Even though an inmate has certain rights when incarcerated, having carte-blanche to telephone services is not one of them and with the exception of a few initials calls, telephone calls are paid for by the inmates themselves. Also with this new system, the jail has the ability to add video conferencing, which can be used for video court arraignments and necessary conferencing with attorneys. I should add that none of the above features cost the Sheriff’s Department a penny.

I also attended two very impressive events last week, one being the graduation of 59 new Marine Corps Military Police officers on Ft. Wood. It was a great honor to speak to the group and to hear about their academy accomplishments, along with their new duty assignments to all corners of this earth. Seeing all of those young and eager law enforcement officers in my presence makes me reflect back to my rookie days, and the feelings of excitement and adventure that accompany them. New law enforcement officers initially receive months of additional training than those of decades past, and I have no reason but to believe that todays cops with be the best ever!

The second event was on Tuesday, when the Phelps County Regional Medical Center had the clinic’s grand opening in Waynesville. I enjoy seeing new additions to our community, which reflect the positive growth of this area. What a beautiful building the new clinic is, which will be offering an extensive number of medical services for our community.

This concludes another week’s summary as your Pulaski County sheriff, and I hope to see you here again next week. For more information about the Pulaski County Sheriff’s Department and other related items of interest, please visit our website (, or on Facebook.

As always, stay safe and do something positive for your community.
 Sheriff Ronald Long

Sneak Peek Sheriff's View / “The Sheriff’s View” (#131)
« on: August 10, 2015, 02:30:35 AM »
 “The Sheriff’s View” (#131)

Gas prices are lowering, shopping malls and stores are busier, and parents are walking around wondering how the summer vacation passed so quickly. These are all signs that it’s once again time for the school year to begin, and I have to agree with many that I have recently spoken with about summer passing so quickly.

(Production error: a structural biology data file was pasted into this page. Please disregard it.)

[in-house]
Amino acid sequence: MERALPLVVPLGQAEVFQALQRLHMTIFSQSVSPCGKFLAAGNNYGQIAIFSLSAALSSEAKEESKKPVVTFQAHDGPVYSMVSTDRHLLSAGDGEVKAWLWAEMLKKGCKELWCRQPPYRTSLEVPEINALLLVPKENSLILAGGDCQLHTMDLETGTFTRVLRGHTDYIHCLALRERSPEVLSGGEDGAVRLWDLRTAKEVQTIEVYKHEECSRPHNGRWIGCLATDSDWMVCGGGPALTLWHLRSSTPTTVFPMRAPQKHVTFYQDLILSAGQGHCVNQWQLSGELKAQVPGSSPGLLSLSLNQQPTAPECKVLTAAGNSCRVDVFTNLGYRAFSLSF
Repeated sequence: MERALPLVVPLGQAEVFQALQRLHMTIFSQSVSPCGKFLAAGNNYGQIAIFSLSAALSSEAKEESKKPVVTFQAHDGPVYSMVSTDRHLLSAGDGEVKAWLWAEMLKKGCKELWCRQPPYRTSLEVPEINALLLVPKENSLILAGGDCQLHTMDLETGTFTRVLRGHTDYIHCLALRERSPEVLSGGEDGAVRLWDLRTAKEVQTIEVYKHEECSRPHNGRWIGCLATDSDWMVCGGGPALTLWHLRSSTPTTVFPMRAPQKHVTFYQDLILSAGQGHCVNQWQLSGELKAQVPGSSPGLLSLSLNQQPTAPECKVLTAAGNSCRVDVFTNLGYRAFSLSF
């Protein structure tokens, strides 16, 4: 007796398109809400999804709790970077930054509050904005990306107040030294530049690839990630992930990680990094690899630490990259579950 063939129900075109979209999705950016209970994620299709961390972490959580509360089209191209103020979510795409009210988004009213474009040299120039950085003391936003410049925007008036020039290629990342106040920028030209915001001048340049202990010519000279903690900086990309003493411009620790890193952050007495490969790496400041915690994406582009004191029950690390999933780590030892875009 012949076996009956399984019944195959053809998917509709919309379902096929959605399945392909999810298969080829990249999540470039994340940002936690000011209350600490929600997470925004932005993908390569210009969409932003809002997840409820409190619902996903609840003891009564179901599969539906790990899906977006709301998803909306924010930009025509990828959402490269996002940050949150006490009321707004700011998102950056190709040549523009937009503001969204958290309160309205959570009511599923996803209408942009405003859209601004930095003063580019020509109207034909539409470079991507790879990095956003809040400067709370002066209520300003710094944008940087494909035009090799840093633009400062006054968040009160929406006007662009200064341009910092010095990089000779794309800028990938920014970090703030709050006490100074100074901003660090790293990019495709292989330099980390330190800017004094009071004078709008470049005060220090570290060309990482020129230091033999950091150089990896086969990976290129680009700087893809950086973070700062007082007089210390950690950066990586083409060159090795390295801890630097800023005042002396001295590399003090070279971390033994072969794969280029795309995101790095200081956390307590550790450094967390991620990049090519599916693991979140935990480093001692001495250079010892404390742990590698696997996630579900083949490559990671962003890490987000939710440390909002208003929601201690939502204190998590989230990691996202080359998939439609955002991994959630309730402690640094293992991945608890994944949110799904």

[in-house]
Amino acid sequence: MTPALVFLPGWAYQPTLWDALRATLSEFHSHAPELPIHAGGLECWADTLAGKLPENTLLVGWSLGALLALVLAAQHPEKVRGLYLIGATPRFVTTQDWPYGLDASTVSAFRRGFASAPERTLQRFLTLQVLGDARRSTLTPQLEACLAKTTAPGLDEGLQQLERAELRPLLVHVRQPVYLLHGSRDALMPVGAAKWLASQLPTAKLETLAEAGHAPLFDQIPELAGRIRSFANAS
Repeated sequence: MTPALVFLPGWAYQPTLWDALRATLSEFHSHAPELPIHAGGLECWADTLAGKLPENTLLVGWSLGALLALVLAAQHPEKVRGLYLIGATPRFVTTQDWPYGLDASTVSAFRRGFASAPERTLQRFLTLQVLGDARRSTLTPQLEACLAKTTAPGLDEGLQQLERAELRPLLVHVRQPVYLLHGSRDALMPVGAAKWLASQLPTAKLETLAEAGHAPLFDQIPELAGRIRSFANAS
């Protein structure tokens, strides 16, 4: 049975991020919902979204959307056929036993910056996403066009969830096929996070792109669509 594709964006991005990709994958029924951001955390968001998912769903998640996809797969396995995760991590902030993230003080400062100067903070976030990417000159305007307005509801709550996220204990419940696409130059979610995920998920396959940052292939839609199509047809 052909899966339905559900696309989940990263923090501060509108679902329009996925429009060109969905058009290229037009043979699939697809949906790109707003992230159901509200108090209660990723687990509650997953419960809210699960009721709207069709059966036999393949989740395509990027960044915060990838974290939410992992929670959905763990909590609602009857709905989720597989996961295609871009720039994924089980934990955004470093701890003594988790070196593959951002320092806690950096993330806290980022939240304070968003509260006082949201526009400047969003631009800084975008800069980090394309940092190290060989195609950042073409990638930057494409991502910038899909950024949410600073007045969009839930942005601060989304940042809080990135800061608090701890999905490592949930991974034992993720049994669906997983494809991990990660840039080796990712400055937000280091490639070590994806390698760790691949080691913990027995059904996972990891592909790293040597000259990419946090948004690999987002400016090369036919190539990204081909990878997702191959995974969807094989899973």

This week most schools throughout Pulaski County will be back in session, which means many things. First, motorists need to plan accordingly due to the increase of vehicle traffic we will all see, resulting in delays coming to and from destinations. Pedestrian traffic will also increase from the many students that walk back and forth to school. A suggestion for motorists would be to leave at least ten minutes sooner if your destination route takes you through a town, or school zone.

I will add that law enforcement agencies will be out in greater numbers during school zone times, helping to remind motorists to drive more attentive and within the speed limits. At times officers can be somewhat lenient with speed limits but this will not be the case if one is caught speeding through a school zone. For the protection of all children throughout your community, traffic laws must be strictly adhered to in school zones and these are “no tolerance” areas when it comes to tickets vs. verbal warnings. In other words, if you are caught violating traffic laws in school zones, you can receive a written invitation to pay a fine or visit a judge.

Along the lines of school safety, each year there are numerous criminal incidents throughout the country that occur on school busses. One topic relating to school bus incidents involve adults who enter a bus without authorization and initiate a conflict with a driver or student. These can be severe, as we saw two years ago in Alabama where an individual entered a school bus, shot the driver and kidnapped a student. In order to deter or prevent school bus incidents, many states throughout the nation (including Missouri) have enacted laws that prevent unauthorized persons from entering a bus. Unauthorized persons relate to about all individuals who do not work for the school system. So please, see your child to the bus but do not attempt to enter. Trespass of a School bus is a Class A misdemeanor, which can result in jail time.

On Monday, the long awaited program for putting Naloxone (Narcan) on patrol with deputies has arrived. Beginning tomorrow, most County patrol cars will be stocked with the drug Narcan, which is used to treat individuals who have overdosed on an opiate-based drug. This project began last year resulting from individuals and groups who helped form the Pulaski County Coalition against Drugs (formerly Heroin Action Committee), among other concerned citizens. These individuals/groups met with Pulaski County State Representative Steve Lynch, who then authored a House bill that would authorize first responders to administer Narcan to overdose patients. This proposed legislation flew through the House and Senate, and was signed into law last fall. After months of planning and training, Narcan goes on patrol this week in Pulaski County. I might add that your sheriff’s department will be the first one in the State of Missouri to carry Narcan. A full media story will be released this week.

I won’t go into a lot of detail because it would bore some readers, but the statewide Sheriff’s conference went well this week. Sheriffs are mandated by State Statute to attend this sessions twice a year, and with good reason. Numerous topics of business were discussed, debated and shared among the group. Many items pertained to laws, procedures and government mandates that have recently been passed down to the law enforcement arena. In addition to the above, numerous guest presenters gave training classes to attendees, relating to topics that Sheriffs are faced with on a continual basis, or to help prepare for or prevent futures incidents that have been sweeping the nation in recent years. This was one of the most informative and interesting conferences that I have attended over the years, and I am definitely looking forward to next year’s conference.